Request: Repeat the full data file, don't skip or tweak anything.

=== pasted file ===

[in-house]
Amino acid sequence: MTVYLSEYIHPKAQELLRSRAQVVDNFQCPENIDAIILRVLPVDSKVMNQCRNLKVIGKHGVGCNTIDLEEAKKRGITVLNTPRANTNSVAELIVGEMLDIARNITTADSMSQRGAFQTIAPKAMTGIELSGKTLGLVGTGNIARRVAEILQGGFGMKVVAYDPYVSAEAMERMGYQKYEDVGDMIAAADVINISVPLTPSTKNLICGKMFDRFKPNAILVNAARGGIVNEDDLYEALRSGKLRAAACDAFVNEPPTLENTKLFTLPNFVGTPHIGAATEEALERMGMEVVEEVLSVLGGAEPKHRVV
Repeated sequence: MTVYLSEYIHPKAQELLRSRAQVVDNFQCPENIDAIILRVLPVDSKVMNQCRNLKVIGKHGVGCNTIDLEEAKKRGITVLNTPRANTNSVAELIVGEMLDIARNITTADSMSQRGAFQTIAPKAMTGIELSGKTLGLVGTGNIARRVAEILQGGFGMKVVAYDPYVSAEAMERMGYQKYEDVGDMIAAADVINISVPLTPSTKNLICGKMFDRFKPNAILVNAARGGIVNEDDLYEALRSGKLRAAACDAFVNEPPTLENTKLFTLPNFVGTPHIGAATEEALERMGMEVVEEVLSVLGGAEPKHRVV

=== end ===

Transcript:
[in-house]
Amino acid sequence: MTVYLSEYIHPKAQELLRSRAQVVDNFQCPENIDAIILRVLPVDSKVMNQCRNLKVIGKHGVGCNTIDLEEAKKRGITVLNTPRANTNSVAELIVGEMLDIARNITTADSMSQRGAFQTIAPKAMTGIELSGKTLGLVGTGNIARRVAEILQGGFGMKVVAYDPYVSAEAMERMGYQKYEDVGDMIAAADVINISVPLTPSTKNLICGKMFDRFKPNAILVNAARGGIVNEDDLYEALRSGKLRAAACDAFVNEPPTLENTKLFTLPNFVGTPHIGAATEEALERMGMEVVEEVLSVLGGAEPKHRVV
Repeated sequence: MTVYLSEYIHPKAQELLRSRAQVVDNFQCPENIDAIILRVLPVDSKVMNQCRNLKVIGKHGVGCNTIDLEEAKKRGITVLNTPRANTNSVAELIVGEMLDIARNITTADSMSQRGAFQTIAPKAMTGIELSGKTLGLVGTGNIARRVAEILQGGFGMKVVAYDPYVSAEAMERMGYQKYEDVGDMIAAADVINISVPLTPSTKNLICGKMFDRFKPNAILVNAARGGIVNEDDLYEALRSGKLRAAACDAFVNEPPTLENTKLFTLPNFVGTPHIGAATEEALERMGMEVVEEVLSVLGGAEPKHRVV